The Political Economy of Sustainable Development

The Political Economy of Sustainable Development

Policy Instruments and Market Mechanisms

Timothy Cadman, Lauren Eastwood, Federico Lopez-Casero Michaelis, Tek N. Maraseni, Jamie Pittock and Tapan Sarker

Since the Rio ‘Earth’ Summit of 1992, sustainable development has become the major policy response to tackling global environmental degradation, from climate change to loss of biodiversity and deforestation. Market instruments such as emissions trading, payments for ecosystem services and timber certification have become the main mechanisms for financing the sustainable management of the earth’s natural resources. Yet how effective are they – and do they help the planet and developing countries, or merely uphold the economic status quo? This book investigates these important questions.

Chapter 5: Comparative analysis

Timothy Cadman, Lauren Eastwood, Federico Lopez-Casero Michaelis, Tek N. Maraseni, Jamie Pittock and Tapan Sarker

Subjects: development studies, development economics, economics and finance, political economy, environment, environmental economics, environmental politics and policy, politics and public policy, environmental politics and policy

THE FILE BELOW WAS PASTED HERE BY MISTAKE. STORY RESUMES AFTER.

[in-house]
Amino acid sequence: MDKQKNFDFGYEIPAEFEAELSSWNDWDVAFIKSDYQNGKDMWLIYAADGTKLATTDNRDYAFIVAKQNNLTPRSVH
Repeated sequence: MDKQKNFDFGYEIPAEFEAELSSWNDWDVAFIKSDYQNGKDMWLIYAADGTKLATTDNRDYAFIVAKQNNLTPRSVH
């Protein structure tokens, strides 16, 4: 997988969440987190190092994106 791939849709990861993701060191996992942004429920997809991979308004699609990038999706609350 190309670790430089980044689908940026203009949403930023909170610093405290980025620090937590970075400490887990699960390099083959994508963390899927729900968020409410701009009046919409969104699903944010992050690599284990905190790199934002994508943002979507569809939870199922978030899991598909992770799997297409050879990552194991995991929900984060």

Looking at the total results for all mechanisms, CDM was the weakest performer overall, followed by PEFC and BOM (with equal scores). FLEGT and FSC were in the middle range (with very close scores). The highest performers were REDD+ and PES with very close scores (32.6 cf. 32.7). It should be noted that the difference between the highest and lowest scoring mechanisms was relatively small, at 5 per cent, and that while all mechanisms ‘passed’, there were no stellar performers: the best that could be said was that all mechanisms were ‘satisfactory’; some more so than others. When respondents’ scores were analysed as a single cohort, it was evident that there were no mechanisms that failed to reach the threshold levels for a ‘pass’ at either the principle or criterion levels. The results at the indicator level are more revealing. Resources was the weakest indicator across all mechanisms – and the only indicator to fail – with little variation in ratings. Inclusiveness was the highest rating indicator across five mechanisms, and the highest rated indicator overall. For CDM transparency was the highest rated indicator, but at 2.9 still only in the ‘medium’ range. For PES the highest rating was awarded to behaviour change, which was also awarded an equally high rating to inclusiveness in the case of FLEGT. Respondents evaluating FSC gave durability the same rating as inclusiveness. When evaluated on a regional level, PES and REDD+ were the highest performing mechanisms. PES slightly outperformed REDD+ among Northern respondents, and vice versa

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